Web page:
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Given the coronavirus outbreak and the damage it is doing to airlines across the world, Delta might be tempted to take up this offer.

A family feud-fueled proxy fight in Korean Air’s parent firm Hanjin Kal escalated this week, as an activist fund offered to buy Delta Air’s $300 million Hanjin stake.

Hanjin Kal shareholders will decide in a March 27 annual general meeting (AGM) whether to give board seats to Korean Air CEO and group chairman Walter Cho and Hanjin nominees, or candidates nominated by Cho’s sister Heather and activist fund Korea Corporate Governance Improvement (KCGI), which will likely decide who leads the Korean flag carrier.

KCGI, Hanjin Kal’s biggest shareholder, invited Delta to sell its 14.9% stake in Hanjin as the coronavirus epidemic hurts airlines’ liquidity, according to a memo seen by Reuters on Wednesday.

“Delta is now going through the fierce headwind coming from the outbreak of COVID-19… Delta is welcome to think of selling down all the shares of Hanjin KAL to KCGI,” the memo said.

Delta, seen as “white knight” for Walter Cho, recently built up its stake in Hanjin after first taking 4.3% last year, two years after announcing a joint venture with Korean Air and after Walter and Heather Cho’s father died.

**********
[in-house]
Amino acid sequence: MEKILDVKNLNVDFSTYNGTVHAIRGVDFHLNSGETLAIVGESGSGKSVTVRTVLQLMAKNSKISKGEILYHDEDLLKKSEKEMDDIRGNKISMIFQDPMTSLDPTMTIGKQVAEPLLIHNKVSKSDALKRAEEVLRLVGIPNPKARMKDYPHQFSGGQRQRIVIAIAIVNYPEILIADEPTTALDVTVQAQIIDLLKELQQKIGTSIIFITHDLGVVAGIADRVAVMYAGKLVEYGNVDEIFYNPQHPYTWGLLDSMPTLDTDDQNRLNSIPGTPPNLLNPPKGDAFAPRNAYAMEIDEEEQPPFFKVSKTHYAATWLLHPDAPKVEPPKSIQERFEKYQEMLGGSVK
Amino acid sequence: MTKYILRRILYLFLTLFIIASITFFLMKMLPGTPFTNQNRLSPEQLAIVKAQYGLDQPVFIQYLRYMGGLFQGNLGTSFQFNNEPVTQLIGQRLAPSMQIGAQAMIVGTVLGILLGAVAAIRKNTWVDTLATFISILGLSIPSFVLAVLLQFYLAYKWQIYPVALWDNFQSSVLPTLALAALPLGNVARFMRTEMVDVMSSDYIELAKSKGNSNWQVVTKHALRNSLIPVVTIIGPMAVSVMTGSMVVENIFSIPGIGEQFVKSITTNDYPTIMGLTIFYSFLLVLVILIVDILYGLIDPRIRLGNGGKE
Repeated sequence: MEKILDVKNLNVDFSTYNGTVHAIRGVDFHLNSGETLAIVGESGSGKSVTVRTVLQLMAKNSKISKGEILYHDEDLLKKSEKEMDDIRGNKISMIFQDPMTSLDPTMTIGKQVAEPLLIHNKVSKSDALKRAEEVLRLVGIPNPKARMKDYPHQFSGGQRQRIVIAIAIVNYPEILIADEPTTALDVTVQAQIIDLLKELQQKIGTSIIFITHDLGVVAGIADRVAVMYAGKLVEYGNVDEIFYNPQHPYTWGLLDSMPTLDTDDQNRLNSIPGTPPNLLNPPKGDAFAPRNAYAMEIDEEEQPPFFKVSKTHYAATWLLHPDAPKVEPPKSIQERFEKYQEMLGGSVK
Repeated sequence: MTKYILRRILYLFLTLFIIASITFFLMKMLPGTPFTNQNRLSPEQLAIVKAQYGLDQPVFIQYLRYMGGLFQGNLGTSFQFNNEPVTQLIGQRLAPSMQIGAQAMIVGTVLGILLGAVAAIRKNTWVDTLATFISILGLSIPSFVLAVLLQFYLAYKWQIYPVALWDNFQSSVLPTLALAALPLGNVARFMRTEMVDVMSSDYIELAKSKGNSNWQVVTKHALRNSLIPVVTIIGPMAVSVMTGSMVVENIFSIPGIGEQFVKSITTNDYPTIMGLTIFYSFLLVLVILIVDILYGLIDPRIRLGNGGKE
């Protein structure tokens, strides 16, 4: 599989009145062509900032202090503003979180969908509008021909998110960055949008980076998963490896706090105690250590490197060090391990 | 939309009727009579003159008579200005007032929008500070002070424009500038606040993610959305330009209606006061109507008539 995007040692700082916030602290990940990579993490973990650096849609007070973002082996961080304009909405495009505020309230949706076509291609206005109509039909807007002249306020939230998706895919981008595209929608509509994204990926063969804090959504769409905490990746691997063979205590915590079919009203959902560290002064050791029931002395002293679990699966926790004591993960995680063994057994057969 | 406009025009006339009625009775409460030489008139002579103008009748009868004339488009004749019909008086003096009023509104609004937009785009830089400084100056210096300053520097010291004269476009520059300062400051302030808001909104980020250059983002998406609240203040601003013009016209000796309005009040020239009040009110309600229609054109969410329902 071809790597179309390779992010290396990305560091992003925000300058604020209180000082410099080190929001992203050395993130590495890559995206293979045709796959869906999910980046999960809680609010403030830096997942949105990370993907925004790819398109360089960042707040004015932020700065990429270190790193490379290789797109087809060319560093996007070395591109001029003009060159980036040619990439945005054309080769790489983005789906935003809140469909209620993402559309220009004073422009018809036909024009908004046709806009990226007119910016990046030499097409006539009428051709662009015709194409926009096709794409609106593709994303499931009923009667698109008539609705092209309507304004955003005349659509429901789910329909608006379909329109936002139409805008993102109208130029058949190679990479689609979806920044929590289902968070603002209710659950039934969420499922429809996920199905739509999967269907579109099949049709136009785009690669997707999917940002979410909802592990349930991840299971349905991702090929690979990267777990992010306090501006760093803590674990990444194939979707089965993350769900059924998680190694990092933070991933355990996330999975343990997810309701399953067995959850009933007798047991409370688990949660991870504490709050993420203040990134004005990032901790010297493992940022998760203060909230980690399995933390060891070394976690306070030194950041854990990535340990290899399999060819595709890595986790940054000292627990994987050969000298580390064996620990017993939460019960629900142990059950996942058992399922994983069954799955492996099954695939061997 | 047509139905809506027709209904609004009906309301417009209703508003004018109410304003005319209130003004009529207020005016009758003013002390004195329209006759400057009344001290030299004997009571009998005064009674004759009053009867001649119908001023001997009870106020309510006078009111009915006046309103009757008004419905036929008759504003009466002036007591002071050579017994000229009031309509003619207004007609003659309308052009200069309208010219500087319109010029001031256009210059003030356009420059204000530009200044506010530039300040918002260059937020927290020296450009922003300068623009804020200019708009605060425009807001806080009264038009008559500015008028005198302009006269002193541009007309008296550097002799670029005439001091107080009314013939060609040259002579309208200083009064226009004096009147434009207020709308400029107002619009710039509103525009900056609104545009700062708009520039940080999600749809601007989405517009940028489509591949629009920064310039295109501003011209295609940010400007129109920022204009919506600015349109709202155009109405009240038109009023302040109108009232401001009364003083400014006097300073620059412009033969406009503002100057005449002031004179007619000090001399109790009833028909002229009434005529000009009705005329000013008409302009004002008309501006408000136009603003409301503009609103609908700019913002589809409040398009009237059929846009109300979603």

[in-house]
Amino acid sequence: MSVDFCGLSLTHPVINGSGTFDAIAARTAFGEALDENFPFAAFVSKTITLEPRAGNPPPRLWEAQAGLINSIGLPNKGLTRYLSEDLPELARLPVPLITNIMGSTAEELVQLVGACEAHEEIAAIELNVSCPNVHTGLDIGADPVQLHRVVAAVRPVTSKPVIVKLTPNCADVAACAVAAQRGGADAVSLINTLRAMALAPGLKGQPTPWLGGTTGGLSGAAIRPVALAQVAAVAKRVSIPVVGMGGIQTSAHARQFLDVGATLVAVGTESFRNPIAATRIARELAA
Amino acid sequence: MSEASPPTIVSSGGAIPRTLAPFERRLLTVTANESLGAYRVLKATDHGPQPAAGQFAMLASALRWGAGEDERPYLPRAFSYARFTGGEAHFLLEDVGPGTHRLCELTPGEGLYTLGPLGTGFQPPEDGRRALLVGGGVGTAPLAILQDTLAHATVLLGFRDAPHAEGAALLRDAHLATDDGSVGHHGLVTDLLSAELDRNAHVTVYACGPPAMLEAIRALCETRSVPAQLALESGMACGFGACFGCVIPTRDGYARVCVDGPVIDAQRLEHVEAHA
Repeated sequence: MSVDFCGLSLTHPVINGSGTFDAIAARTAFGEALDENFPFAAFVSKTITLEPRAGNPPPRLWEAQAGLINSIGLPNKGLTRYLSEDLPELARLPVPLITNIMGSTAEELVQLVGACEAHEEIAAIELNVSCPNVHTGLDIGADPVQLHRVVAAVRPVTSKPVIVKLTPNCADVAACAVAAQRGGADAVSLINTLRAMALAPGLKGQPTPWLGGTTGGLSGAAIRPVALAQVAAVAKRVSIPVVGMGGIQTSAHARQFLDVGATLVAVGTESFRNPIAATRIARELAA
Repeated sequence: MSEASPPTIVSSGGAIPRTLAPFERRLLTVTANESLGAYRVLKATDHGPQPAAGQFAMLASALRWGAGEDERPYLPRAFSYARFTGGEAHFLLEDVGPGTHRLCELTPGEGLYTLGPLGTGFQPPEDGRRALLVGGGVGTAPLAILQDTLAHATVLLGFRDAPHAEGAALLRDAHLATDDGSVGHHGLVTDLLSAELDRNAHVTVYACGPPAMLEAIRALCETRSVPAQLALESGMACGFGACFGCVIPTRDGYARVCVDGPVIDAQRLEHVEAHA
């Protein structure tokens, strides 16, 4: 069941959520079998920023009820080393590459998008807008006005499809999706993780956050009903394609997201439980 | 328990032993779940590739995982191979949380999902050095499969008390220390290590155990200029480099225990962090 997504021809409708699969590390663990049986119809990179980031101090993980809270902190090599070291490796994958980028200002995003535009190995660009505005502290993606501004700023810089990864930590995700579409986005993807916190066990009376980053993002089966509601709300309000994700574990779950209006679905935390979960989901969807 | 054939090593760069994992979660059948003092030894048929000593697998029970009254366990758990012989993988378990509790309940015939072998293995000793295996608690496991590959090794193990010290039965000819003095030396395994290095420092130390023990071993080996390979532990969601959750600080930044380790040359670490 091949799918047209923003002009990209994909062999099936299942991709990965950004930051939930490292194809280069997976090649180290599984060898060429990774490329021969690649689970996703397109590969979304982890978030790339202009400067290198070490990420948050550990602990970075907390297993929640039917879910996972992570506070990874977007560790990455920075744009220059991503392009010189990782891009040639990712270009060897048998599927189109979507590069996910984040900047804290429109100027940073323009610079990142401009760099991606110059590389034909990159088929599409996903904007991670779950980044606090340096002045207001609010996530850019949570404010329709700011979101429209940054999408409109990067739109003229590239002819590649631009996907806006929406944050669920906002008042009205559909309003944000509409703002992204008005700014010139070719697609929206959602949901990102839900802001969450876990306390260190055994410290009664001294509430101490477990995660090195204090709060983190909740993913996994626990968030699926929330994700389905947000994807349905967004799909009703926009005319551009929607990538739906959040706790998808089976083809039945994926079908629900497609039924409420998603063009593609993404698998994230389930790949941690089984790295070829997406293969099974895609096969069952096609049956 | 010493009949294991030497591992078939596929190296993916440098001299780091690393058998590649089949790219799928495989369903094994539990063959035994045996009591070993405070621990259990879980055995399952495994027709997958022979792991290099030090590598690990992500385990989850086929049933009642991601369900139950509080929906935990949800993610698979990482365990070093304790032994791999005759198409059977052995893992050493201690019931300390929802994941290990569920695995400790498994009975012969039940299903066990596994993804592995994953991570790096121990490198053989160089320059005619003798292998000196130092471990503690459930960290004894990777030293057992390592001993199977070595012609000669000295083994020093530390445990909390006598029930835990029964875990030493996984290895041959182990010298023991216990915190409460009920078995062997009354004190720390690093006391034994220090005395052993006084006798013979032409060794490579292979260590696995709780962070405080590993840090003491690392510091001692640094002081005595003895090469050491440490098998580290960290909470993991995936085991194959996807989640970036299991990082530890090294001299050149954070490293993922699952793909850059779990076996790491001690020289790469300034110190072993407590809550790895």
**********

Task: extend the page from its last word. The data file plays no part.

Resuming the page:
Delta’s 14.9% stake in the parent firm was worth about 376 billion won ($300 million) as of Wednesday’s close.

On Monday, Hanjin Kal requested South Korean regulator Financial Supervisory Service investigate the shareholder alliance joined by Heather Cho and KCGI for potential capital markets law violations, the company said in a statement.

Hanjin alleges that actions by the chairman of one of the shareholders in the alliance, builder Bando Engineering & Construction, violated Bando’s regulatory filing last year saying it bought a Hanjin stake solely for investment purposes.

Hanjin said Bando’s chairman met major Hanjin shareholders twice to demand Hanjin Group’s “honorary chairman” title, power to name executives and right to develop Hanjin’s real estate holdings. Bando holds a 8.3% stake through an affiliate.

A Bando spokesman could not be immediately reached. A Financial Supervisory Service spokesman said Hanjin’s request has been noted, but the regulator must ascertain factual relationships before deciding whether to investigate.

Delta did not have an immediate comment outside office hours.

International and local proxy advisors have given mixed recommendations, with ISS advising shareholders approve both Walter Cho and Kim Shin-bae, a mobile industry veteran nominated by the activist fund alliance, to the board.

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Tags: coronavirus, delta air lines, korean air

Photo credit: A Korean Air 777. The global airline industry is suffering from the coronavirus outbreak. Tomas del Coro / Flickr

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